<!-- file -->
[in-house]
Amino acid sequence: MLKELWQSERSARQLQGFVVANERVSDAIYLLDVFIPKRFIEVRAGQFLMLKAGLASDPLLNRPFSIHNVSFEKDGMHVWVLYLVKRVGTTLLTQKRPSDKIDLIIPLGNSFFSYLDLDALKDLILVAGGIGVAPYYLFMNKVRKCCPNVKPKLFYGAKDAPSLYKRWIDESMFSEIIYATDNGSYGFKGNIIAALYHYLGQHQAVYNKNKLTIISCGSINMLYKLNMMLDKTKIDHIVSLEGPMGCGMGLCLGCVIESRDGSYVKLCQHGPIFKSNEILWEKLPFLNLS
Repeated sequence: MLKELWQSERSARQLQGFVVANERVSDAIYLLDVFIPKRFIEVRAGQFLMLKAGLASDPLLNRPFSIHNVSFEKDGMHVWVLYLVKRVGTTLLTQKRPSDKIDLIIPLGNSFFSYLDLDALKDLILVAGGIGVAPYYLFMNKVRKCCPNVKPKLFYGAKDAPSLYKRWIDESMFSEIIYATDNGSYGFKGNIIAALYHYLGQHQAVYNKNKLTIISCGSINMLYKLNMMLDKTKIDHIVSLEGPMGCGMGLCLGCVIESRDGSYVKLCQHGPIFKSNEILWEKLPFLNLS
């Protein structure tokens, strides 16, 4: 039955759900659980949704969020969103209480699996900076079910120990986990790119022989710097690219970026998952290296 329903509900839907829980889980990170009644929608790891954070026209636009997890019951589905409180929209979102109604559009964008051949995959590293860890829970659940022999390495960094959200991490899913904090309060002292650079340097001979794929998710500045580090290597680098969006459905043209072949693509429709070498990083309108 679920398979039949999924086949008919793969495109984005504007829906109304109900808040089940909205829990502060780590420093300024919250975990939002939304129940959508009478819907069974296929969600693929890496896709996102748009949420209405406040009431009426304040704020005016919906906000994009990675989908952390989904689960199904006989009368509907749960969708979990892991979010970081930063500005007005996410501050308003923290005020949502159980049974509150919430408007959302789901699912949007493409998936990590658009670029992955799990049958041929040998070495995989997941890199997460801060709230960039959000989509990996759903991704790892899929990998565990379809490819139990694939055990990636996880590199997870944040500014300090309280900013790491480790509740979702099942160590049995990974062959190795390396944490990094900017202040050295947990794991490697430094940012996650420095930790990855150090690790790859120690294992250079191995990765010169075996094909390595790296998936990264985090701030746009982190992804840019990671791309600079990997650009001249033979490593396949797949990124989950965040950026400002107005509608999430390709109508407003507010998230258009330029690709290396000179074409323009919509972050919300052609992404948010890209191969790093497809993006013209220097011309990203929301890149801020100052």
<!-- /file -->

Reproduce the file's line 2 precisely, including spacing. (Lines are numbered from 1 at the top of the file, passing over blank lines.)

Amino acid sequence: MLKELWQSERSARQLQGFVVANERVSDAIYLLDVFIPKRFIEVRAGQFLMLKAGLASDPLLNRPFSIHNVSFEKDGMHVWVLYLVKRVGTTLLTQKRPSDKIDLIIPLGNSFFSYLDLDALKDLILVAGGIGVAPYYLFMNKVRKCCPNVKPKLFYGAKDAPSLYKRWIDESMFSEIIYATDNGSYGFKGNIIAALYHYLGQHQAVYNKNKLTIISCGSINMLYKLNMMLDKTKIDHIVSLEGPMGCGMGLCLGCVIESRDGSYVKLCQHGPIFKSNEILWEKLPFLNLS